The National Institutes of Health (NIH) lists magnesium as being necessary for more than 300 biochemical reactions in the body, from helping maintain normal muscle and nerve function, to keeping heart rhythm steady, supporting a healthy immune system, and keeping bones strong. The mineral is also needed for blood sugar management, and healthy blood pressure.
In Europe, the difficult to please European Food Safety Authority (EFSA) has issued positive opinions on magnesium and the maintenance of normal bone, teeth, and protein synthesis; the reduction of tiredness and fatigue; electrolyte balance; normal energy-yielding metabolism; neurotransmission, and muscle contraction.
The health benefits of magnesium appear to be matched by the potential economic benefits of magnesium supplementation.
A report by Frost & Sullivan and commissioned by the Council for Responsible Nutrition (CRN) Foundation found that taking magnesium supplements at preventive intake levels (100 mg per day for women 55 and over) could reduce the risk of having an osteoporosis-related event by 6%, which equates to about 69,000 osteoporosis-related medical events each year.
The potential net savings after accounting for magnesium supplement costs could be $595.3 million annually, said the report. And with 10% of this population already taking magnesium supplements, the overall savings per year could be $530 million. This produces cumulative savings from 2013-2020 of about $4.2 billion in the US alone (see infographic below).
The ultimate benefits of magnesium supplements could be many magnitudes greater, given that between 70 and 80% of the US population are not meeting their recommended intakes of magnesium.
Consumers and healthcare professionals are waking up to the issue, and magnesium supplement sales are on the rise. According to SPINS, US sales of magnesium supplements in natural (excluding Whole Foods) and conventional outlet (including Walmart) grew by almost 20% from 2011 to 2012, to be worth $67,875,702. Growth from 2010 to 2011 was 15%.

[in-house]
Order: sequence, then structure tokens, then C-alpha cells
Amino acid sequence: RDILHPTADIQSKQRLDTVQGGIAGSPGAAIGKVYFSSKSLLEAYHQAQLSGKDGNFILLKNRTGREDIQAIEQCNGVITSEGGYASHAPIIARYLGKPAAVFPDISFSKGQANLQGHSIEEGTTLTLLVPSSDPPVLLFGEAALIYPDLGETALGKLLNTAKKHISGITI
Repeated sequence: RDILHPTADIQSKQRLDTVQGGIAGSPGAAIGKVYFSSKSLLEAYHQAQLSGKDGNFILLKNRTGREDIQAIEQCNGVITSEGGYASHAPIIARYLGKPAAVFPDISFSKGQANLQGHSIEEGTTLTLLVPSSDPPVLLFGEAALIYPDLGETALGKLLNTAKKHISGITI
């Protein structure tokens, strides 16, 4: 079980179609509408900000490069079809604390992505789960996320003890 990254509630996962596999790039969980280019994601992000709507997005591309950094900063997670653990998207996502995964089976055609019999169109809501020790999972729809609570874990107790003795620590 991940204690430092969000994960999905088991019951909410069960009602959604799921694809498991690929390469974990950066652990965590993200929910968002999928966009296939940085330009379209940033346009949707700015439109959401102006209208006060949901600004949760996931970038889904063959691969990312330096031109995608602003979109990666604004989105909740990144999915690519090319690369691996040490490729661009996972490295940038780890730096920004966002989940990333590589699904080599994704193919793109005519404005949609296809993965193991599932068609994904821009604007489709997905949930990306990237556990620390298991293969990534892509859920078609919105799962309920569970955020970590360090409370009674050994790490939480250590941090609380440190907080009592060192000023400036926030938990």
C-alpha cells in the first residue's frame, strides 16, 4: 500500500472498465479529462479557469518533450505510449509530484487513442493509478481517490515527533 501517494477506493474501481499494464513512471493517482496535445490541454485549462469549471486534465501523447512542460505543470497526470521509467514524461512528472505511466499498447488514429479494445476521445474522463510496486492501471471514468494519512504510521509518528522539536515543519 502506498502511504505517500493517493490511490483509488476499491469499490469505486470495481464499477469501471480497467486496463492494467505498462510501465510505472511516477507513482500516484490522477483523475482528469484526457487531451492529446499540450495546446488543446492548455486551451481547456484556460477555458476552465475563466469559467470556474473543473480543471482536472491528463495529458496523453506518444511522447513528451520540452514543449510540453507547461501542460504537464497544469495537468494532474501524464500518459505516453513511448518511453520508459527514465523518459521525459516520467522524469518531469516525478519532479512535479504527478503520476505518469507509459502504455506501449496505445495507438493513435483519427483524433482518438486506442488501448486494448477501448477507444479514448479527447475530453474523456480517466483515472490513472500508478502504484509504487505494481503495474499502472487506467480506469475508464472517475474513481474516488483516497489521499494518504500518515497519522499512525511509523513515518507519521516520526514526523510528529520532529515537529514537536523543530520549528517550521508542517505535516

The science, as can be expected, is an ongoing endeavor. A recent review in Nutrients concluded that, “[a]lthough the evidence is still fragmentary, most of the experimental and clinical data available in the literature point to magnesium as a contributor factor to bone health.
“Consequently, optimizing magnesium intake might represent an effective and low-cost preventive measure against osteoporosis in individuals with documented magnesium deficiency,” wrote the reviewers, led by Sara Castiglioni from the University of Milan.
Reducing the risk of osteoporosis and osteoporosis-related events has focused a lot on boost bone density (BMD) in high-risk post-menopausal women by improved diet or supplements, but another approach is to maximize the build-up of bone during the highly important pubescent years is seen as one of the two best ways to reduce the risk of osteoporosis later in life. About 35% of a mature adult's peak bone mass is built-up during puberty.
Castiglioni and her co-authors note that pre-adolescent dietary intake of magnesium is positively related to BMD in young adulthood, “and that magnesium supplementation for 12 months has a positive effect on the accrual of bone mass in the hip of peripuberal Caucasian girls.
“magnesium supplementation is therefore important in the periadolescent group, given the suboptimal dietary magnesium intake documented in food surveys in western countries. It is also interesting that magnesium intake is an independent predictor of bone density in young elite swimmers.”
As with many nutrients, it could be possible to have too much of a good thing, and data from the Women’s Health Initiative Study suggested that postmenopausal women with the highest average intakes of magnesium may at higher risk of wrist fracture.
“These results are in keeping with some data showing that elevated magnesium might have harmful effects on osseous metabolism and parathyroid gland function, leading to mineralization defects,” wrote Castiglioni et al.
Finally, one interesting area of research concerns the link between magnesium deficiency and dysfunction of the endothelium - the thin layer of cells lining the blood vessels – with research linking endothelial health and bone health.
“On these bases, it is tempting to speculate about the possibility that osteoporosis might be considered a vascular disease of the bone.”
Volume 5, Number 8, Pages 3022-3033, doi: 10.3390/nu5083022
“Magnesium and osteoporosis: current state of knowledge and future research directions”
Authors: S. Castiglioni, A. Cazzaniga, W. Albisetti, J.A. Maier